Made-In-Fukushima Products Still Shunned
Amid Radiation Fears
Fukushima Power Plant
EMF Protection Devices
Magnetic Field Detector
After struggling for months to repair production lines
hammered by the March 11 earthquake and tsunami, a Saitama
Prefecture-based maker of plastic containers threw in the
The damage had been overcome at its plant in Tamura,
Fukushima Prefecture, one of the company's main production
centers. But it could not cope with consumer fears that its
products, including lunch boxes, were contaminated with
radiation spewed from the Fukushima No. 1 nuclear power
"It will be difficult to restart the plant until the
nuclear accident comes to an end," said a company official.
However, the nuclear crisis will continue for at least a
few more months. Radiation fears in Japan and overseas show
no signs of abating. And the central government has yet to
act on calls from Fukushima Prefecture to establish
industrial safety standards that could help prevent
"groundless rumors" from devastating the bottom lines of
"Under the current situation, we find it very difficult
to assert that a product is safe if even the slightest trace
of radiation is detected," a Fukushima prefectural
government official said. "We hope the central government
will set clear radiation safety standards (for industrial
products) and take steps to make the safety (of Fukushima
products) known to audiences both at home and abroad."
The Saitama company decided not to retart the plant
because demand has plummeted for its products, especially
those used to contain food. The maker has transferred
operations to other factories and reassigned more than 100
Without any safety guidelines for industrial products,
local companies are trying to reassure customers by
displaying the results of radiation tests on their products.
But their efforts are not paying off.
From March 11, when the nuclear crisis started, to Aug.
24, manufacturers in Fukushima Prefecture lost at least 30
business deals because of radiation fears, the prefectural
association of commerce and industry said.
According to the association's reports, some clients
threatened to scrap business transactions with Fukushima
manufacturers that did not relocate their production
facilities further away from the 30- to 50-kilometer radius
of the stricken nuclear power plant. Others asked
manufacturers to measure radiation levels on the materials
One manufacturer in the prefecture reported that online
orders for its products from the Kanto area around Tokyo
have dried up.
The reluctance to buy products made in the disaster areas
is regarded as a form of "rumor-caused damage," which is
eligible for compensation, according to criteria set by a
government-appointed panel to settle disputes over
compensation for the nuclear accident.
However, the criteria are not legally binding. And the
actual decisions on compensation in such cases are left to
Tokyo Electric Power Co., the operator of the Fukushima
plant, which is already struggling under a mountain of
Since April, Fukushima Prefecture, the Tohoku regional
bureau of the Ministry of Economy, Trade and Industry, and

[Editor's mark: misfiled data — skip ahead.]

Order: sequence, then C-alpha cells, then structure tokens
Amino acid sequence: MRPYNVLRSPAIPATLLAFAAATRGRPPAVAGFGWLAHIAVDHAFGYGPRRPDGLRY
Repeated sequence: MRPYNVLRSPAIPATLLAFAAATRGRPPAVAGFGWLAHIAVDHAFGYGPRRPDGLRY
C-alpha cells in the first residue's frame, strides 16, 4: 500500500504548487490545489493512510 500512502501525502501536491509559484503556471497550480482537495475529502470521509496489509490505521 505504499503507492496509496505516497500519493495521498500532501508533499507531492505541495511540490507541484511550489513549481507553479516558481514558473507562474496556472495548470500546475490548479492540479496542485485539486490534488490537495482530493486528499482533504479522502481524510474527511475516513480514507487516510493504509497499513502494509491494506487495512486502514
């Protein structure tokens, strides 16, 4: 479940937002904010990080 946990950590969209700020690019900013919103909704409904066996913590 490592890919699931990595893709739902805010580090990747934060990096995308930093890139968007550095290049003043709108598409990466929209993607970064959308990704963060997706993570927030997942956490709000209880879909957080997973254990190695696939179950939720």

the municipal governments of Fukushima, Iwaki and
Minami-Soma, where many factories are located, have been
offering free radiation measuring services. Products
submitted by companies are checked for radiation at six
So far, the products of about 860 companies have been
tested. The companies receive official reports on the
measurements that can be shown to their customers.
There has not been a single case in which the radiation
level on the surface of a product far exceeded the level at
the measurement site, according to the Fukushima prefectural
The Food Sanitation Law sets safety standards concerning
radiation levels for vegetables and other farm products,
seafood and drinking water. The law empowers the government
to suspend shipments of such products or impose restrictions
on their consumption. But there are no such safety standards
for industrial products, and the government cannot ban their
The European Union in April advised its member countries
to carry out radiation checks on industrial products
imported from Japan, according to the Cabinet Office.
But there has been no notable movement to establish
radiation regulations for industrial products in Japan.
The industry ministry's Nuclear and Industrial Safety
Agency (NISA) said that setting such safety regulations for
exports, imports and domestic distribution of all kinds of
industrial products would be a herculean task.
"Since industrial products are used in a wide variety of
ways--some are used in contact with human skin while others
are buried under the ground--it would take a lot of time to
set separate standards for each product category," a NISA
Fukushima Prefecture is home to many manufacturers of
such products as information and telecommunications
equipment, electronic parts and auto parts. The prefecture's
shipments of industrial products were worth 4.725 trillion
yen ($61.58 billion) in 2009, the largest figure among the
six prefectures in the Tohoku region, according to the
Shipments from Fukushima Prefecture in 2010 were expected
to grow to around 5.4 trillion yen as local industries were
recovering from the global recession triggered by the
collapse of U.S. investment bank Lehman Brothers in 2008.
However, the disaster struck, and the prefecture's
industrial shipment index plunged to 86.1 in June from 100.6